Lawrence Adamson

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Lawrence Arthur Adamson, CMG, (20 April 1860 – 14 December 1932) was a schoolmaster of Wesley College, Melbourne, Australia.

Early life[edit]

Lawrence Adamson was born at Douglas, Isle of Man the second son of Lawrence William Adamson.[1] LL.D., Grand Seneschal of the IoM and his wife Annie Jane née Flint. In 1866 the family went to Newcastle-on-Tyne where his father served as High Sheriff of Northumberland in 1900. At fourteen years of age Lawrence went to Rugby School where he educated in the Classics, and represented his school at football. At the University of Oxford he read Classics and Jurisprudence, taking the degree of MA, before being called to the Bar in 1885. Adamson, suffering from a bad attack of pleurisy, was advised to live in a warmer climate. On 20 December 1885 emigrated to Australia, to practise at the Sydney Bar, but the humidity in summertime did not suit his condition, so he moved to Melbourne.

Teaching career[edit]

Adamson applied for admission to the Melbourne Bar, and while waiting occupied himself with private coaching; in January 1887 was appointed senior resident master at Wesley College, Melbourne under Arthur Way. He also became sports master and chairman of the games committee, and, with James Cuthbertson of Geelong Grammar School, helped to frame a code of rules for inter-school athletics. In 1892 he became second master and was also resident tutor and lecturer at Trinity College. In 1893 he became resident tutor at Trinity College (University of Melbourne) and until 1896 lectured there in the evenings while teaching at Wesley by day. In 1898 he joined Otto Krome as joint-headmaster of the University High School. Four years later he was appointed headmaster of Wesley College after he indicated he would be responsible financially for the school's growth. Inheritances had made Adamson a wealthy man.

Headmaster of Wesley College[edit]

Melbourne had been slowly recovering from the effects of a land boom and all the public schools had suffered and Wesley's troubles had been greater than all others. When Adamson took charge only one hundred boys of the previous year had returned to school. By the end of the year, 243 were on the roll and the attendance gradually rose until it reached 600 in 1930. Adamson wanted no more because he did not believe in large public schools, and always held that it was impossible for the head to know the boys in a school whose numbers were much over 500. While promoting scholarship, Adamson encouraged athletics at Wesley and quickly set up an ideal of sportsmanship of which the keynote was that boys should learn to 'win decently and lose decently'. He advocated good manners with pithy illustrations on the effect of them, he instilled a sense of honour, he believed in hero-worship, but all the while he was mindful of practical things. His school was the first to have medical examinations for all boys, and the knowledge of a boy's physical condition was applied to his work in class. Justice was the basis of all his work, and he became not only efficient as a headmaster but thoroughly popular with the boys. There was no want of respect in his nickname "Dicky" and there was a really genuine affection.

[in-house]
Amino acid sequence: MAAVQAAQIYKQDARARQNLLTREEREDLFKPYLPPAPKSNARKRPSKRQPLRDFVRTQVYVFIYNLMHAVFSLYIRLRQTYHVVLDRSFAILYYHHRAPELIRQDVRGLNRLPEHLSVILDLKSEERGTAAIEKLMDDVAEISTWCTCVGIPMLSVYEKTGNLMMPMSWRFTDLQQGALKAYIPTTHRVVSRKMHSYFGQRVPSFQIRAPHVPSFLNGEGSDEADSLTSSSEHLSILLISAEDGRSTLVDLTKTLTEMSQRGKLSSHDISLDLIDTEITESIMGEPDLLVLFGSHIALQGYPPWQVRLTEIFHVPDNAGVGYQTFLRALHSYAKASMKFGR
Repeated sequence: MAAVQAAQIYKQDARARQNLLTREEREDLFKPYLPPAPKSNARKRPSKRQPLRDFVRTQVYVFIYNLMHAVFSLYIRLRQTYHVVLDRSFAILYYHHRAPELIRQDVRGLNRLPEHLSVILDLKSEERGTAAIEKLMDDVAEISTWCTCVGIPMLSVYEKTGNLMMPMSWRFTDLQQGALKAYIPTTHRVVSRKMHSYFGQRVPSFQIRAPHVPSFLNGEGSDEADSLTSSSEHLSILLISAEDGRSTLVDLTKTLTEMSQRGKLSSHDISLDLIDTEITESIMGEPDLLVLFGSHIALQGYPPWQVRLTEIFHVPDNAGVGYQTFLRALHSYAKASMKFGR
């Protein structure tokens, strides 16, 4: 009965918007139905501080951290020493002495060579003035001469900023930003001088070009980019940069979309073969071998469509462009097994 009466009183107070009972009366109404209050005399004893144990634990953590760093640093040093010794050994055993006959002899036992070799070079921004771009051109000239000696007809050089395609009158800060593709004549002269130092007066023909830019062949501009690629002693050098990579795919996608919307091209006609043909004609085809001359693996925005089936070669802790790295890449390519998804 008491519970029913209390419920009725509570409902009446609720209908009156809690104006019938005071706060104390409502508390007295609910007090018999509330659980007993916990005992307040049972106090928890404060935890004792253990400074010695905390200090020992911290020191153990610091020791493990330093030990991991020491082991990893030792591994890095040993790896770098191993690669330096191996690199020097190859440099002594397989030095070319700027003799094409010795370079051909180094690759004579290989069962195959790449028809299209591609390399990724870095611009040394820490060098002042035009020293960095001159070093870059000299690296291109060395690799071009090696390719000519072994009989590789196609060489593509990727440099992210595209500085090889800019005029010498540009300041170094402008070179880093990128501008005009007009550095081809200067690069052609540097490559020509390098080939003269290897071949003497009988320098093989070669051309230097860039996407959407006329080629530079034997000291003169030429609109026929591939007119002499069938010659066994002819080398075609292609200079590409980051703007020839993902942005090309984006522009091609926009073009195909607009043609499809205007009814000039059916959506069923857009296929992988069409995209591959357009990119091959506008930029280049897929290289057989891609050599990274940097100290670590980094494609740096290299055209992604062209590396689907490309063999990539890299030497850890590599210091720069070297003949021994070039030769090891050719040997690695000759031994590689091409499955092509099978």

Influence and committees[edit]

Adamson left a stamp of influence outside his school. He was active during the early years of the Victorian Amateur Athletic Association (President 1901–1905). For thirty seven years he was President of the Victorian Amateur Football Association and he did good work for the Victorian Cricket Association during difficult times as a delegate, Honorary Teasurer and President. In education he was not merely the headmaster of a public school. As early as 1892 he was one of the founders of the Victorian Institute of Schoolmasters, and his continual interest in the whole question of education enabled him to do valuable work, before and after the passing of the Registration of Schools Act in 1905, as a member of the registration board, the council of public education, the Faculty of Arts at the University of Melbourne, and the University Council. This by no means exhausts the list of committees on which he served but none of these interfered with his work as headmaster, which went steadily on until a long illness led to his retirement in October 1932. He died a few weeks later on 14 December 1932.

Adamson became headmaster of Wesley at age 42, a quiet, somewhat portly man of medium height. He made no special claim to scholarship, he was far too busy to be able to give much time to studies, but he liked to take a class and he got to know the many generations of boys who passed through his hands. He was fond of poetry, he wrote the words and music of some of the school songs, and he collected and appreciated old silver, china and furniture. He was the first to import an aeroplane into Australia, a Wilbur Wright biplane in 1909, although he did not fly it himself.

Adamson could still delight in stories like Treasure Island and A Gentleman of France, and he could read Rudyard Kipling's Stalky & Co. with an appreciation granted to few schoolmasters. He was a Lay Canon of St Paul's Cathedral, Melbourne and a practical Christian of the kind that boys could understand. To read so moving an address as that given to the boys after the close of the War enables one to realise his power over them. He never married. His portrait by William Beckwith McInnes is at Wesley College.

External links[edit]

References[edit]

  1. ^ Coat of Arms: Vert goutte d'eau a Cross invected in the first quarter a Key in pale in the second a Lion passant Or